Archive for October, 2011

October 27, 2011

The Community Land Trust leads the launch of Rhodie’s Own Food Policy Council

Folks gathered for the community discussion on Food Day

October 24th was a big day for local food across the nation, but especially in Rhode Island. Parents, teachers, and students; health professionals, community organizers, and local officials; chefs, school lunch providers, and eaters of all stripes gathered to access, discuss, and push for a healthier, more affordable and sustainable way of producing and eating food in the state. The day’s activities were part of a national event called National Food Day and was highlighted by the launch of the Rhode Island Food Policy Council (RIFPC).

What is the RI Food Policy Council? Leo Pollock, SCLT’s Program Director, breaks it down for you: “The mission of the council is to strengthen local agriculture and fisheries and fin ways to connect that home-grown food to low income communities across Rhode Island.”

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October 27, 2011

Squashing the competition

Last Saturday’s Biggest Squash contest was squasheriffic! Check out some of our pictures in the slideshow. Our winner weighed in at an impressive 22 pounds! Thanks to all the community growers that came out to celebrate this wonderful fall vegetable.

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October 26, 2011

Join us for our last 30th Anniversary Event!


The panel will feature several key players in Providence urban agriculture, including the SCLT’s founder, Deborah Schimberg; Sarah Zurier, a Rhode Island historian; Ralph Taylor, a longtime Southside resident and urban gardener; and Laura Brown-Lavoie, who will represent the wave of new urban farmers.

October 17, 2011

SCLT staff have their own garden workday

Here at SCLT, we’re lucky enough to have our own side-yard garden right by our office to harvest fresh and healthy food like kale, tomatoes, peppers and even watermelon! During the harvest season, you can find us watering or pruning during a stretch break or picking some greens to cook for lunch. As the days grow shorter and colder, we took some time to clean out and harvest what was growing in our garden beds while planting greens and garlic for the winter. This slideshow captures some of those fun moments we had working together!

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October 14, 2011

More Workday Opportunities Next Week

SCLT's Cindy Llamas evens out soil in a garden bed from this past week at the Potters Ave. Community Garden expansion build-out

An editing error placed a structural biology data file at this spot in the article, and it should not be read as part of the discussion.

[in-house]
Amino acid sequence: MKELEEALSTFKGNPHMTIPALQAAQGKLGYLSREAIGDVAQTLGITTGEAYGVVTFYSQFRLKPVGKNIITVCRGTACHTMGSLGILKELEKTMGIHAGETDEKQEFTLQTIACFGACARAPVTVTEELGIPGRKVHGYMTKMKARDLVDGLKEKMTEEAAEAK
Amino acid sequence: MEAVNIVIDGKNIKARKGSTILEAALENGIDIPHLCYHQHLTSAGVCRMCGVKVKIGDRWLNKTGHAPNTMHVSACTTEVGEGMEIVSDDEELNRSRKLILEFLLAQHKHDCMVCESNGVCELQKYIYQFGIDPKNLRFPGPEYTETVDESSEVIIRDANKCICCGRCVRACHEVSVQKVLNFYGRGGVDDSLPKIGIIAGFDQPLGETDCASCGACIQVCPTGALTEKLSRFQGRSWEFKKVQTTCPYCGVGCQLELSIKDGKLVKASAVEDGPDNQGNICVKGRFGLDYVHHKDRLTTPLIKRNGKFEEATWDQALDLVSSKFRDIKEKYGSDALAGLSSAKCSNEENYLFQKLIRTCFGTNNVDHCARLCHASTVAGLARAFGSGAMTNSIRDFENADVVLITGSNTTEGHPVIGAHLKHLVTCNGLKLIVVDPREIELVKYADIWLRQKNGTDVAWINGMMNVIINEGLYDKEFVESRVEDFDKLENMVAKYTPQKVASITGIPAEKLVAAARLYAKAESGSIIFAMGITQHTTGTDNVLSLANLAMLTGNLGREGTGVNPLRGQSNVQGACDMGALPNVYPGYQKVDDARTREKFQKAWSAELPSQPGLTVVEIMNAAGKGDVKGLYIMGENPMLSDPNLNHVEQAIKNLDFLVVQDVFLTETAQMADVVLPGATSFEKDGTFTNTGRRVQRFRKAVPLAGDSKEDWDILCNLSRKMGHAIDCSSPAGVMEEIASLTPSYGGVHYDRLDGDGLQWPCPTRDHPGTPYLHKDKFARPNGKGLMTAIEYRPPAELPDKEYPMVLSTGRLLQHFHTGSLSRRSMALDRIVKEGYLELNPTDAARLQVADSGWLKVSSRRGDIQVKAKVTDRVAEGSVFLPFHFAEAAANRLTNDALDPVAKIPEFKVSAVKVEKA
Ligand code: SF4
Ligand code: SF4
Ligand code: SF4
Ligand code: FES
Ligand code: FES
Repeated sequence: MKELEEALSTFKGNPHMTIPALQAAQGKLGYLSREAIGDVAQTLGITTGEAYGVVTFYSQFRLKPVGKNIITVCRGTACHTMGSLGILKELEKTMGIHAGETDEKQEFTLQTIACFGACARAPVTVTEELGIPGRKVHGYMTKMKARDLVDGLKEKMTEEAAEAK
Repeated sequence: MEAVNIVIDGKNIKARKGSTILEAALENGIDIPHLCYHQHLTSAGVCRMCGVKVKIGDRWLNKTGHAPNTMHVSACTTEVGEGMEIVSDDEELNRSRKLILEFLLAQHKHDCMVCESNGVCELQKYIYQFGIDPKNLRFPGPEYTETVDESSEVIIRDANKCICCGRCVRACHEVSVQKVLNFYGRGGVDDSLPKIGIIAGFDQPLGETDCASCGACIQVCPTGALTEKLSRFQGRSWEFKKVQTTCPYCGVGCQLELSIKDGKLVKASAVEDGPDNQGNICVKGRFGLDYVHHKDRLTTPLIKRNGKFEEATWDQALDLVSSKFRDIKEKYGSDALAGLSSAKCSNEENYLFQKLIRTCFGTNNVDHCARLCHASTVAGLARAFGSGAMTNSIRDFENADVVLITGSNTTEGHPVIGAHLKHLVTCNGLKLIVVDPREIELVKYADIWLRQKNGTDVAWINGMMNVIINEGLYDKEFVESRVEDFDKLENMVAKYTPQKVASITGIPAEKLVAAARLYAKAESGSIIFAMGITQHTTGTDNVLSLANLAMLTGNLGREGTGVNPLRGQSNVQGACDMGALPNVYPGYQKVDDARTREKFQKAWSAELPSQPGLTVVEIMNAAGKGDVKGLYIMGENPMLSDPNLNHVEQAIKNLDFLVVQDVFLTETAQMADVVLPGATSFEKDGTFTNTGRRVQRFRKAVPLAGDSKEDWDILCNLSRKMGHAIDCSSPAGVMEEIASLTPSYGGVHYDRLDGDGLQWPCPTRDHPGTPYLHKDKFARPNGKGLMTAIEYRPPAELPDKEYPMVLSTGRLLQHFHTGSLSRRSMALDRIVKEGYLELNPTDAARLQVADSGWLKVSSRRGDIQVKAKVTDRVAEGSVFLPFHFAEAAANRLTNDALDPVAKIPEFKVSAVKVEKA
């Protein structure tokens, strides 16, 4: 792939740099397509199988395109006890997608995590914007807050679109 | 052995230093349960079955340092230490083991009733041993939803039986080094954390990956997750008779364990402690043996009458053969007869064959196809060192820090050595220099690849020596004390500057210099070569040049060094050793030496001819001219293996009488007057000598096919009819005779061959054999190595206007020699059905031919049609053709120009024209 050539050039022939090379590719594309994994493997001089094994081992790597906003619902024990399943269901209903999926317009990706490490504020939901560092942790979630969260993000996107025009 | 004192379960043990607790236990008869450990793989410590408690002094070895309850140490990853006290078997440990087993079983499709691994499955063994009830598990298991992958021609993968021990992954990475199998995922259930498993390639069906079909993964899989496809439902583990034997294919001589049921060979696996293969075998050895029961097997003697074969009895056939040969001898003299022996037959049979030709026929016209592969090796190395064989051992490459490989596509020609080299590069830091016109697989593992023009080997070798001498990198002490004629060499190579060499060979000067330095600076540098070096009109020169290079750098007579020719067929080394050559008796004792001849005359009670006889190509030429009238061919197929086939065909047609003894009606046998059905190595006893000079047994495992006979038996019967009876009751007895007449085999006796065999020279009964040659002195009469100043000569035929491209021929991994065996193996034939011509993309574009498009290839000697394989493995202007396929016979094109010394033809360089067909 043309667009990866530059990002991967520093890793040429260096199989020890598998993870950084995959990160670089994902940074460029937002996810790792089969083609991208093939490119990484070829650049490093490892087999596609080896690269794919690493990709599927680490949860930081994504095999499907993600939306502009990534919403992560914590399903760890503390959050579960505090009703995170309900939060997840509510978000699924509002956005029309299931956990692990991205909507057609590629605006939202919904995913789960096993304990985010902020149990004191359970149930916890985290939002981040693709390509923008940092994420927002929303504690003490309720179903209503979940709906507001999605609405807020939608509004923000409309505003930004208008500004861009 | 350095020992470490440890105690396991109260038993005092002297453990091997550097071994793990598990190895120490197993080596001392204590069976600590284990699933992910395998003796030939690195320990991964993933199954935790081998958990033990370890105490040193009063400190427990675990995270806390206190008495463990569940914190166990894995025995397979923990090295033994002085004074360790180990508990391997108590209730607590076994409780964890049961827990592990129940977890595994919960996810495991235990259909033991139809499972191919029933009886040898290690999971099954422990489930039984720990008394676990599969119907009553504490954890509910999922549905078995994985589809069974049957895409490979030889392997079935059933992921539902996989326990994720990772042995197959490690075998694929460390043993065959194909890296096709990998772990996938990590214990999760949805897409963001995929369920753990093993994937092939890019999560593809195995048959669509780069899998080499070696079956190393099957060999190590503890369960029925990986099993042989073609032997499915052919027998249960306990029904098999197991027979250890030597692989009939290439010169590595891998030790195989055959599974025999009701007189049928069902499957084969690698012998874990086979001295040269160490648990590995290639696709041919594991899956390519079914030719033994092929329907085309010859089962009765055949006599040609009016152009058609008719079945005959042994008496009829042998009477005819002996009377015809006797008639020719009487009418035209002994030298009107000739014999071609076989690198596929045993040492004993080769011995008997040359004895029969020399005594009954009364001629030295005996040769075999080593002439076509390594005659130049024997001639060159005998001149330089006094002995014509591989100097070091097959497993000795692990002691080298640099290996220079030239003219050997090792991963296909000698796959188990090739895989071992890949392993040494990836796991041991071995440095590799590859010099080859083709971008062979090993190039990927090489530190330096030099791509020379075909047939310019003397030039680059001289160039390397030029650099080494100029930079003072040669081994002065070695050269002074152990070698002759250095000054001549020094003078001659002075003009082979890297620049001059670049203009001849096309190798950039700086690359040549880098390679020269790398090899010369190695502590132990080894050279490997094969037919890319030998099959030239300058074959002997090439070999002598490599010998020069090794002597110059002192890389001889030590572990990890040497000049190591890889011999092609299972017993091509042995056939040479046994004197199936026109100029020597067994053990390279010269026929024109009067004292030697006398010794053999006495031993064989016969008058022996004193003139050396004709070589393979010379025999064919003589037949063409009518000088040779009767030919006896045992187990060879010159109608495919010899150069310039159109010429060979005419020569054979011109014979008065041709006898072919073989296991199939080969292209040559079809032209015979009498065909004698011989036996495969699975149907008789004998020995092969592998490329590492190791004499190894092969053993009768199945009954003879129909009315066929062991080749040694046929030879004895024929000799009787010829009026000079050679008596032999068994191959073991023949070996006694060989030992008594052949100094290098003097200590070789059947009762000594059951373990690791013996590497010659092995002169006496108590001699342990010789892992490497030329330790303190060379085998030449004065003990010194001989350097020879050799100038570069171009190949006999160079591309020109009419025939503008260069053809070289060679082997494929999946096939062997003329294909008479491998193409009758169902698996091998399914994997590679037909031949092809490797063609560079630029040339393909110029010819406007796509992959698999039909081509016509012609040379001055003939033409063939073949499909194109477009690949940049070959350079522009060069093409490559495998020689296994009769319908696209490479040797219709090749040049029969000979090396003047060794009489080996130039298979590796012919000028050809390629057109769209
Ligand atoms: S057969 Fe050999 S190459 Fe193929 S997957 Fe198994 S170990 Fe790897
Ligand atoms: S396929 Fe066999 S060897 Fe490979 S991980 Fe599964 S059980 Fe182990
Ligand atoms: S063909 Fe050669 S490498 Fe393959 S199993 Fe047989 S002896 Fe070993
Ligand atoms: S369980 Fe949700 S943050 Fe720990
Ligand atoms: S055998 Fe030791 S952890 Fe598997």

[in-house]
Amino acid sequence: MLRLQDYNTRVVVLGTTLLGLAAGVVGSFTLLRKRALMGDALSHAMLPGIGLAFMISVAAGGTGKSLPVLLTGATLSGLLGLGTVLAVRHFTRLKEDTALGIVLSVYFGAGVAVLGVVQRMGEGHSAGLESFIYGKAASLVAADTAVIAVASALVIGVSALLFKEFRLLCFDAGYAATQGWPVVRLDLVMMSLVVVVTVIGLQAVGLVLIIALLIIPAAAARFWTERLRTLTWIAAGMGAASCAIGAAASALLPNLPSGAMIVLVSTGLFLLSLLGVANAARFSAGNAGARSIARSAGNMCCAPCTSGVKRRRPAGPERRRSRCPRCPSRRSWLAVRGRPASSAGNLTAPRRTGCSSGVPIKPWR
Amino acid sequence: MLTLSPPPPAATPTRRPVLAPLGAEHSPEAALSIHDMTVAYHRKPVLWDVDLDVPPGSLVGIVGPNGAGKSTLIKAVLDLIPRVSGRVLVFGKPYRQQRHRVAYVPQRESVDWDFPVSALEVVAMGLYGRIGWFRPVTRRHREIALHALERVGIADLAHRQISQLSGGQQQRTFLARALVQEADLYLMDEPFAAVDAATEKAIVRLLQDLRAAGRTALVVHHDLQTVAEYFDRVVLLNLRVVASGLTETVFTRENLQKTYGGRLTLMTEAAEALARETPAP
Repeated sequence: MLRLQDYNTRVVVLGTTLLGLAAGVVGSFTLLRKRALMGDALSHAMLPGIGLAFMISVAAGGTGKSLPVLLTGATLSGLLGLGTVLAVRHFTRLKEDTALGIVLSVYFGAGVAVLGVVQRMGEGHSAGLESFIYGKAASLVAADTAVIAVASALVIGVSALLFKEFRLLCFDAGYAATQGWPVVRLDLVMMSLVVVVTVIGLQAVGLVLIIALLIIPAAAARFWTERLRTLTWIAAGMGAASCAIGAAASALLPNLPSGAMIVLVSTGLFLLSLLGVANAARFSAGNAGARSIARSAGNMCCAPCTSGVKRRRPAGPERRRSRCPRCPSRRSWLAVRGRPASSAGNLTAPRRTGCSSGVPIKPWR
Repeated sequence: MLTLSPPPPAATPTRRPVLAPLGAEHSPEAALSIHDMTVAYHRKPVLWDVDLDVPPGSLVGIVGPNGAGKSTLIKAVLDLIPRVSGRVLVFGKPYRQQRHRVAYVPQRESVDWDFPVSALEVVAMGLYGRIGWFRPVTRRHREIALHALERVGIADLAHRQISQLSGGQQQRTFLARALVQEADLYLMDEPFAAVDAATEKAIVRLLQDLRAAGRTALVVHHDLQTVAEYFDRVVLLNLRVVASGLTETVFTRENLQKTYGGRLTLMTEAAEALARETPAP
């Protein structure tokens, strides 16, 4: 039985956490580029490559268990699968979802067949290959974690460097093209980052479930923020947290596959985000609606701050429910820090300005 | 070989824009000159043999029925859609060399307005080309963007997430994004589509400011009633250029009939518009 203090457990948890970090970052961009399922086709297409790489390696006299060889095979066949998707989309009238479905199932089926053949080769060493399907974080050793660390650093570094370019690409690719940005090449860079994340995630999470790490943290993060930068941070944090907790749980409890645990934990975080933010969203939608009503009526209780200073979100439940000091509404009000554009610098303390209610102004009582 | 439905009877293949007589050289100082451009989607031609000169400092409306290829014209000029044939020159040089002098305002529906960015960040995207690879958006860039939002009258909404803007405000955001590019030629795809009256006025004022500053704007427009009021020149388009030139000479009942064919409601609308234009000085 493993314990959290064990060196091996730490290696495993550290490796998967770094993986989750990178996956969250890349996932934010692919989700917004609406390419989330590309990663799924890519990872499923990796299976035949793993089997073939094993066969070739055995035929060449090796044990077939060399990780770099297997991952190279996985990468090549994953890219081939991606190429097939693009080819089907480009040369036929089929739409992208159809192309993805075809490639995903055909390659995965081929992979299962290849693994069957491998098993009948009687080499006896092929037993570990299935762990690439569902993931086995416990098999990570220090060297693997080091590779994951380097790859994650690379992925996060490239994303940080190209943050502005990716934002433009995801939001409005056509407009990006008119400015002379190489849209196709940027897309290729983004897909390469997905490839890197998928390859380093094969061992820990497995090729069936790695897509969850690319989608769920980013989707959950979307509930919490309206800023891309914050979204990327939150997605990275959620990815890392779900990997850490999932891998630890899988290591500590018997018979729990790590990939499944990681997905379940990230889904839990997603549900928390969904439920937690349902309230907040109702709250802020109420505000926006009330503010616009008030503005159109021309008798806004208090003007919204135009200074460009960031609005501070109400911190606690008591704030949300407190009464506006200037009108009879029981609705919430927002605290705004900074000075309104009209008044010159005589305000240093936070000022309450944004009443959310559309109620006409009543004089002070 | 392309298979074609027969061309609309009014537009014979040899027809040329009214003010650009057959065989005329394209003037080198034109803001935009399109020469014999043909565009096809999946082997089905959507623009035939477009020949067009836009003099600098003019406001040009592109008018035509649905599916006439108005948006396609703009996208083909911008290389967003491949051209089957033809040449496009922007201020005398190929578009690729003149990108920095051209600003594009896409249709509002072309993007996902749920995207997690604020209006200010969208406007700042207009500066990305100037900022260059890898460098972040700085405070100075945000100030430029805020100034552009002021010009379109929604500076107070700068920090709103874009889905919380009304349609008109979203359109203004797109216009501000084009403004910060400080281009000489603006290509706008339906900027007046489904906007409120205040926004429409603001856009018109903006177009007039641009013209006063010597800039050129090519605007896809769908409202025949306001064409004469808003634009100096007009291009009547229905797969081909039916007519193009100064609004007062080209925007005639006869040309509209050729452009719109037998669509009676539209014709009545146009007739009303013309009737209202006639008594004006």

We’re on our way to 30 new garden beds, but we still need your help! This past week, we’ve been working on expanding the Potters Ave. Community Garden. We’ll be having more workdays Monday-Wednesday of next week from 10:30-2:30pm. Lunch will be provided. It’s been a fantastic team effort so far (not to mention a great work out!). As each new garden bed gets raised and filled with soil, we are a step closer to helping families in the community grow their own fresh, healthy food.

Come find us Potters and Prairie Ave. (Turn on Potters away from Broad. St. when you hit the intersection)

Contact Cindy at for more info.

October 13, 2011

Results from 5% Day: 100% Gratitude

This past Tuesday, October 11th, 2011, 5% Day at Whole Foods Market brought in $12,000 for Southside CLT. WOWZA! This completely blows past our sponsorship goal of $10,000. To all you enthusiastic shoppers who went out to support us yesterday – THANK YOU!! And many thanks to Whole Foods Market University Heights, Whole Foods Market Waterman Street and Whole Foods Market, Garden City for the generous donation!!

One shopper musingly reported to have bought “…$100 on baking chocolate, a large enough supply to last them through the holiday season!”

….another supporter reported, “It must have been the $14 cruelty-free mascara I bought that put us over the top!”

….and how is this for dedication…“I had already done my shopping but realized in the evening that I forgot to get my main money item, probiotics, so I ran back over to the store at 8:30pm.”

…. a staff person at SCLT confessed that she “…waited for weeks until 5% day to restock on lotion and coldcare remedies, and used the donation day as the perfect excuse to treat herself to some really nice products!”

Whether you completely restocked your pantry or just picked up a few things for the house, all of your contributions mean so much to us!